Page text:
Unemployed laborers in the crowd who were perhaps a little more sophisticated refused to sign the address, saying pessimistically that it would not do any good. No doubt they felt justified as days dragged by and his Majesty declined to receive the document. -- He did in fact belatedly accept it (on 14 March) and issue a half-hearted order relating to press censorship, and announce that he would call the Landtag for a meeting on 27 April, but by that time there had been a clash between armed soldiers and unarmed civilians late in the afternoon of 13 March, when demonstrators returning peacefully from Die Zelten were dispersed by a cavalry charge on Unter den Linden. Responsibility for this unfortunate skirmish seems to rest on the shoulders of Freiherr von Minutoli, the prefect of police of the city, thought to have acted as an agent provocateur.
Citizens were cautioned on the following day (14 March) to avoid public assemblies. Friedrich Wilhelm was showing signs of panic. He sent a note to his minister of the interior (Bodelschwingh) insisting that the foreign elements in the crowds must be sent away on "various railway trains" with guards who carried loaded weapons, adding an agitated postscript that "yesterday in whole groups on Unter den Linden they were speaking French" This foreign Literatenpack must be forcibly removed!!! Parenthetically, it is striking to see how quickly the idea of railway transportation had become accepted.
Late that evening an appalling incident occurred in the Brüderstrasse that showed all too clearly that the presence of so many troops was no protection, but rather that it was a provocation or even worse. In this case, cavalry suddenly rushed headlong toward the royal palace, howling, banging on doors, and frightening the residents, who scurried indoors. Then ten people appeared on the empty Brüderstrasse, coming from the opposite direction (from the direction of the palace, in other words), moving quietly in pairs or singly on their way home. The cavalry madly attacked these innocent people with their broadswords, seriously wounding a number of them. This was the most blatant of a series of similar incidents. There was little evidence that the officers were in control of their units. To put it bluntly, they may not have wanted to control such excesses. A seasoned officer wrote at the time to his mother that these things should not be taken too seriously: there had been an element of "gayety" in the Brüderstrasse episode. Besides, the people under attack in Berlin at this time were wretches who had come in from southern Germany, probably workers who had been "bought". He was happy to be able to tell her that he and his men had delivered some "good sabre blows".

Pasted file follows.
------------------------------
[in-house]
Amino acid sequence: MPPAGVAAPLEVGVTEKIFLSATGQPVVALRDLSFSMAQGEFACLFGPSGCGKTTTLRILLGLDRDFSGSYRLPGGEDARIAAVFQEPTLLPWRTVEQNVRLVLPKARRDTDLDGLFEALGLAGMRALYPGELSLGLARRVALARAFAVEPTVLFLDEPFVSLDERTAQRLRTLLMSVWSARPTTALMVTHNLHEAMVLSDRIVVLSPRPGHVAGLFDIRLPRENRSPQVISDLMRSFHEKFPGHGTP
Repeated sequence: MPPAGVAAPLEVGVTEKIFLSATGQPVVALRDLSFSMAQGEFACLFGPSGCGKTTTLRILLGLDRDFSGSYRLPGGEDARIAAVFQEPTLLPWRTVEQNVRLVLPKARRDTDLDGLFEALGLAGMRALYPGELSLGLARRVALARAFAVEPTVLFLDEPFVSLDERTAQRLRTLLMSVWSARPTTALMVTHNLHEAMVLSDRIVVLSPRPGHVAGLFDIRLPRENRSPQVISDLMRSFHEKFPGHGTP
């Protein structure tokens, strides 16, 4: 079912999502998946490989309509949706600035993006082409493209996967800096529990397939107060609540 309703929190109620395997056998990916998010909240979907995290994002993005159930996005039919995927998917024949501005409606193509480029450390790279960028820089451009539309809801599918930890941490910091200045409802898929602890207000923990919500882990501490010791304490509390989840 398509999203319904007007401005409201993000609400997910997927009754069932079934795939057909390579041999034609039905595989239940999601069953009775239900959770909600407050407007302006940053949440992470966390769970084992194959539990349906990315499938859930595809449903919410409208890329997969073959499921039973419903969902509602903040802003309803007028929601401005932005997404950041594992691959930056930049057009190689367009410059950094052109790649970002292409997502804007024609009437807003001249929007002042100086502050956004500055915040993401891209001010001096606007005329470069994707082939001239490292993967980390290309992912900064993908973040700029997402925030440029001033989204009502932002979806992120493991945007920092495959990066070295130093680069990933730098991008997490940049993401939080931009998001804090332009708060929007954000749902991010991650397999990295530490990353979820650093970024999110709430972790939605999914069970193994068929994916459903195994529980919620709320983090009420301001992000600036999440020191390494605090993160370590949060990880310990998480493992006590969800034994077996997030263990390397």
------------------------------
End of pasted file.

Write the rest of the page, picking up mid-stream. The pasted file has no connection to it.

On the next day (15 March), a civil guard of sorts was established, but it was a body that had little or no organization and no authority. Its members were none too impressive in appearance, being distinguished by a white brassard and armed with a baton. This half measure was annoying: people were asking for a true civil guard and withdrawal of the irresponsible soldiery. That evening popular unrest assumed a more menacing character, when a huge mass of people gathered by the palace. Troops cleared the square, firing into the crowd and causing a large number of casualties as well as several deaths. People had started to erect barricades on the previous day. Now they tore up street pavings and hurled stones at the soldiers in vicious hand-to-hand combat.
The heir to the throne was a trouble-maker. The king's brother Wilhelm had been angered during this encounter because Berlin's governor, Generalleutnant Ernst Heinrich Adolf von Pfuel, had been reluctant to fire on the people. The prince had taken it upon himself to order the attack, and his order had then been countermanded by von Pfuel. Two days later there would be a serious altercation when the prince confronted von Pfuel, saying that he was compromising the army. Von Pfuel reacted by going to the king and demanding an apology. The prince indeed apologized, but he was still an angry man. He had complained aloud that he was dissatisfied with the marksmanship of the troops, and he had been overheard saying "rather too loudly" that the people ought to be fired on energetically. He and his supporters must have begun at once to seek ways to effect the removal of von Pfuel and his replacement by Generalleutnant von Prittwitz, who tended to look at matters with a hostility that matched their own.
Fürst Wilhelm had shown his true colors on 16 March, when there was again a massive meeting on Unter den Linden. The city was in turmoil that day, reacting to the news of Metternich's fall. Infantrymen were everywhere, and cavalry rode through the streets. In spite of this, a crowd of hostile demonstrators collected around the prince's residence (they had begun to understand that he was their enemy), and Friedrich Wilhelm ordered him to come at once to the palace, for his physical safety, no doubt. However, before the prince obeyed that command, a half company of infantry marched out from the arsenal, and then there was a series of confused directives that brought still more troops onto the scene. A couple of innocent bystanders were killed when shots were fired.
An eyewitness of the event of 16 March observed that whereas Austrians had had a detested minister who fully embodied the old system, the Prussian ministers (Bodelschwingh and his colleagues) were indistinct in most people's minds and therefore failed to rouse public anger. On the other hand, there remained before them one object for their rage -- the soldiery that ceaselessly injured and infuriated them. With reference to the event of 16 March, he wrote: